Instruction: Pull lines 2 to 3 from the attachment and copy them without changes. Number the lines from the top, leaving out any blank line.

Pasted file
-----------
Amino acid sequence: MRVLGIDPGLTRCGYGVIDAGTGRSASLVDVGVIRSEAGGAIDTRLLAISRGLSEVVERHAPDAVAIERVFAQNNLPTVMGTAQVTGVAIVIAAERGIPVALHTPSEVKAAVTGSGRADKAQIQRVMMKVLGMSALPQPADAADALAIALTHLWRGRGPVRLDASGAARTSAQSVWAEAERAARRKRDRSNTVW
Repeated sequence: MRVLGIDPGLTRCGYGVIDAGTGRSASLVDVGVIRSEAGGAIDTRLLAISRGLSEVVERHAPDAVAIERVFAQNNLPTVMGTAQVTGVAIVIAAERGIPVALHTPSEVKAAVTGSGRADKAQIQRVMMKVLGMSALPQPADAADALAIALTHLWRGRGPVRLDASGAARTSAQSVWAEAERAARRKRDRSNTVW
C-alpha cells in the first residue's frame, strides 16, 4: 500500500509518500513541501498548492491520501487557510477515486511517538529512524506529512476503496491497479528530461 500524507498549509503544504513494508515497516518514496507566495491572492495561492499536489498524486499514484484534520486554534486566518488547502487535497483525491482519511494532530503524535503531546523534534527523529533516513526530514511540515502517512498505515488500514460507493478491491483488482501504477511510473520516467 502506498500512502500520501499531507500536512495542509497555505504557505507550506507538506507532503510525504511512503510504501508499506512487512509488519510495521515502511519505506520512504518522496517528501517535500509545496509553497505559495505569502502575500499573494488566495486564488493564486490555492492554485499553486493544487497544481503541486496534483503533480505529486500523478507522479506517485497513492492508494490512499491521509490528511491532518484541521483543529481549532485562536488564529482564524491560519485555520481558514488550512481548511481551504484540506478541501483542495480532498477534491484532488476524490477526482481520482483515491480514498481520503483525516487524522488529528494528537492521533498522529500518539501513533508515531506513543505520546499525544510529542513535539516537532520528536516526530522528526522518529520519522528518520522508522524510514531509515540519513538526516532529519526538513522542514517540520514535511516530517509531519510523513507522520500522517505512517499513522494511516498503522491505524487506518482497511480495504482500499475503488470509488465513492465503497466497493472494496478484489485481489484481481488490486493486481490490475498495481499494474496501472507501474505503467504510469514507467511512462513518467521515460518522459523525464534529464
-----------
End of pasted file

Repeated sequence: MRVLGIDPGLTRCGYGVIDAGTGRSASLVDVGVIRSEAGGAIDTRLLAISRGLSEVVERHAPDAVAIERVFAQNNLPTVMGTAQVTGVAIVIAAERGIPVALHTPSEVKAAVTGSGRADKAQIQRVMMKVLGMSALPQPADAADALAIALTHLWRGRGPVRLDASGAARTSAQSVWAEAERAARRKRDRSNTVW
C-alpha cells in the first residue's frame, strides 16, 4: 500500500509518500513541501498548492491520501487557510477515486511517538529512524506529512476503496491497479528530461 500524507498549509503544504513494508515497516518514496507566495491572492495561492499536489498524486499514484484534520486554534486566518488547502487535497483525491482519511494532530503524535503531546523534534527523529533516513526530514511540515502517512498505515488500514460507493478491491483488482501504477511510473520516467 502506498500512502500520501499531507500536512495542509497555505504557505507550506507538506507532503510525504511512503510504501508499506512487512509488519510495521515502511519505506520512504518522496517528501517535500509545496509553497505559495505569502502575500499573494488566495486564488493564486490555492492554485499553486493544487497544481503541486496534483503533480505529486500523478507522479506517485497513492492508494490512499491521509490528511491532518484541521483543529481549532485562536488564529482564524491560519485555520481558514488550512481548511481551504484540506478541501483542495480532498477534491484532488476524490477526482481520482483515491480514498481520503483525516487524522488529528494528537492521533498522529500518539501513533508515531506513543505520546499525544510529542513535539516537532520528536516526530522528526522518529520519522528518520522508522524510514531509515540519513538526516532529519526538513522542514517540520514535511516530517509531519510523513507522520500522517505512517499513522494511516498503522491505524487506518482497511480495504482500499475503488470509488465513492465503497466497493472494496478484489485481489484481481488490486493486481490490475498495481499494474496501472507501474505503467504510469514507467511512462513518467521515460518522459523525464534529464